A Day At The Black Country Living Museum

A Day At The Black Country Living Museum

We are in the Midlands for a few days this week for the Easter holidays. Regular readers will know that my in-laws live in Royal Leamington Spa, and we try and visit them often as it is a lovely area. Today we went to Dudley (which is about 50 minutes northwest of Leamington) to visit the Black Country Living Museum.

First of all, I had to ask why it was called the ‘black country’. Apparently the area was given the name due to the smoke and soot from the ironworking foundries, but maybe also because of the 30-foot thick coal seam near the surface. The Black Country Living Museum (BCLM) is an outdoor and indoor museum set over 26 acres that shows us what life was like in a Black Country town in the 1800s.

We spent four hours at the BCLM and probably only managed to see/do half of what was on offer. We walked around the village; saw the vintage buses, cars and motorbikes; rode on the tram; and went into some original houses to see how they were set up and speak to their ‘owners’ about life back then. Moozles, who is almost eight, especially enjoyed going into the school and finding out how strict things were back then. Both children loved the Limelight Cinema (we watched a silent film starring Charlie Chaplin).

We didn’t go underground inside the mine, as we weren’t sure how Dubz would handle it. But we would like to give it a a visit next time. I also wanted to see the chain-making demonstration, but we missed that as well. We did manage to enjoy some items from the sweet shop and the bakery. We had lunch at The Workers’ Institute & Cafe (I had a pasty, which made me feel very British). We would have liked to try Hobbs & Sons Fish N’ Chip shop, but there was a long queue and the kids were starving.

After lunch, we went upstairs and the kids got to try on some clothing from the day. Dubz was a bit disappointed that there were no scary costumes but was happy to try on hats while Moozles enjoyed some vintage capes and dresses. We also visited the chemist and found out that you could have your baby weighed for 1 pence, and buy a toothbrush with bristles made from pig’s hair (which you might share with your entire family). If in need of a tooth to be removed, the chemist would also sort this for you, and your dog.

I’ve done a little vlog of our day out, at the bottom of the post. When I asked Moozles what her favourite part of the day was, she said that it as the fair. Although we did not spend very much time in the vintage fairground, the kids enjoyed going on the Helter-Skelter. Dubz had never been on a Helter-Skelter before, and he had to go with a grown-up because he is small, but he loved it and went twice.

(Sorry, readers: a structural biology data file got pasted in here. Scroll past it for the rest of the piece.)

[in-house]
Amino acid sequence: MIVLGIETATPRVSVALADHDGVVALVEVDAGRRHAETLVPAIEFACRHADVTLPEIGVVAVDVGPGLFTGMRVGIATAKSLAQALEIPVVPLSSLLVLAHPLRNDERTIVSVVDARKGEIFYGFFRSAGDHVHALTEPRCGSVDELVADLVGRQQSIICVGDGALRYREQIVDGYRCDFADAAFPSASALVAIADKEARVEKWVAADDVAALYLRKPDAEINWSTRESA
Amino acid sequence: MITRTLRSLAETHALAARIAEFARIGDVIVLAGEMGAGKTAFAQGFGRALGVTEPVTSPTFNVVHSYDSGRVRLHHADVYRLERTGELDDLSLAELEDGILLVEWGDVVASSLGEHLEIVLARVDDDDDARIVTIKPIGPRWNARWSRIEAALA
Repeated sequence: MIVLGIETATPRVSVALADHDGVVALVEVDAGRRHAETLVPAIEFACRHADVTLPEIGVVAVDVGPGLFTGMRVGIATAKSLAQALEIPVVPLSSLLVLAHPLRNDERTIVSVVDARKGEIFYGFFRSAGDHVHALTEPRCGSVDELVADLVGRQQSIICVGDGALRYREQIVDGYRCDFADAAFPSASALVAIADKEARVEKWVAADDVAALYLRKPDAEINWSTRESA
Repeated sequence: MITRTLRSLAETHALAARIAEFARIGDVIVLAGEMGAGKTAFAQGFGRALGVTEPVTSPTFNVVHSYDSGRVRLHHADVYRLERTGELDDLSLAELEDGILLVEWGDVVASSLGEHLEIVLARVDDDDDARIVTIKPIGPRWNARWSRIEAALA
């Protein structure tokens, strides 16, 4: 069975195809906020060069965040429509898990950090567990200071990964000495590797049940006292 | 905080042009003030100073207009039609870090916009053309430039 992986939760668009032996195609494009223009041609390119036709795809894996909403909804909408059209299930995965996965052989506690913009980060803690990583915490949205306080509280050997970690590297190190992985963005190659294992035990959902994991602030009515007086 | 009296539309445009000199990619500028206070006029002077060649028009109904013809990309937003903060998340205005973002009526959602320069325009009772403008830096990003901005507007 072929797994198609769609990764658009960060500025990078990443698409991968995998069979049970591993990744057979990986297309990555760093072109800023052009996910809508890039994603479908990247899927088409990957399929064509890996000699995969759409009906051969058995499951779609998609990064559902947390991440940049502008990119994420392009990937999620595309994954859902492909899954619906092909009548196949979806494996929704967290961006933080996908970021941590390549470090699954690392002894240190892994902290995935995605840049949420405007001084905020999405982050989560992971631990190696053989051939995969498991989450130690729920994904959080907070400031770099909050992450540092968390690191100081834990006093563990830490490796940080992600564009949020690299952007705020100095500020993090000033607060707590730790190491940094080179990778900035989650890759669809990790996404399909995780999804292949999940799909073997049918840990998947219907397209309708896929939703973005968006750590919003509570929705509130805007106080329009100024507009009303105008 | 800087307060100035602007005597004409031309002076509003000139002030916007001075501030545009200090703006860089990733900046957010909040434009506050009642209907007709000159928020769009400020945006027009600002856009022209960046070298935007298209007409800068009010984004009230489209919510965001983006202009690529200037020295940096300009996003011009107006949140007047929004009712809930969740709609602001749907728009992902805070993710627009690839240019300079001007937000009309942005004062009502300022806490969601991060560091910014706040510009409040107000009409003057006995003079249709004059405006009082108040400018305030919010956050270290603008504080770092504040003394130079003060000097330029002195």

If you are thinking of visiting the Black Country Living Museum, they are open daily from 10am-4pm/5pm (though they are closed for a couple of weeks in the beginning of the year). Tickets are a bit cheaper if you buy them online. Full-priced, and online, tickets are valid for unlimited visits for 12 months. If you live nearby, this is a great deal as you could easily visit two or three times. For one day’s visit, I do think it is a bit expensive. It cost almost £40 for three of us to enter, Dubz was free as he is under five, and there is an additional £3.00 charge for car parking. But we did enjoy ourselves, learned a few things and hopefully we will return to the BCLM in the next year.

A Day At The Black Country Living Museum A Day At The Black Country Living Museum A Day At The Black Country Living Museum A Day At The Black Country Living Museum A Day At The Black Country Living Museum A Day At The Black Country Living Museum A Day At The Black Country Living Museum A Day At The Black Country Living Museum A Day At The Black Country Living Museum A Day At The Black Country Living Museum A Day At The Black Country Living Museum A Day At The Black Country Living Museum A Day At The Black Country Living Museum A Day At The Black Country Living Museum A Day At The Black Country Living Museum A Day At The Black Country Living Museum A Day At The Black Country Living Museum A Day At The Black Country Living Museum

 

Country Kids from Coombe Mill Family Farm Holidays Cornwall

 

 

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10 thoughts on “A Day At The Black Country Living Museum

  1. We looked about going there whilst we were on holiday, but it was a little far away. It looks really good and a great way to educate the kids on what went on at that time.

  2. Oh I love musuems where it is like going back in time and that looks like a fab one! Looks like you had a lot of fun 🙂 #countrykids

  3. What fun! I love places that bring history to life, although not to closely. I love my family, but I’m not willing to share a toothbrush for the sake of experiencing history for real. #CountryKids

  4. The museum sounds really interesting and full of fascinating facts. I shall have to pass on the toothbrush tip to Farmer Nick, I’m fed up of hearing the same paint brush story from him when he plucks a hair from our pigs on the feed run and asks the kids if they want to help him make a paint brush, now he can suggest a family toothbrush! the museum looks very visual with lots to appeal to the whole family. As for the vintage fair, I can imagine that is a favourite with every child! Lovely vlog, thank you for sharing a great day on #CountryKids

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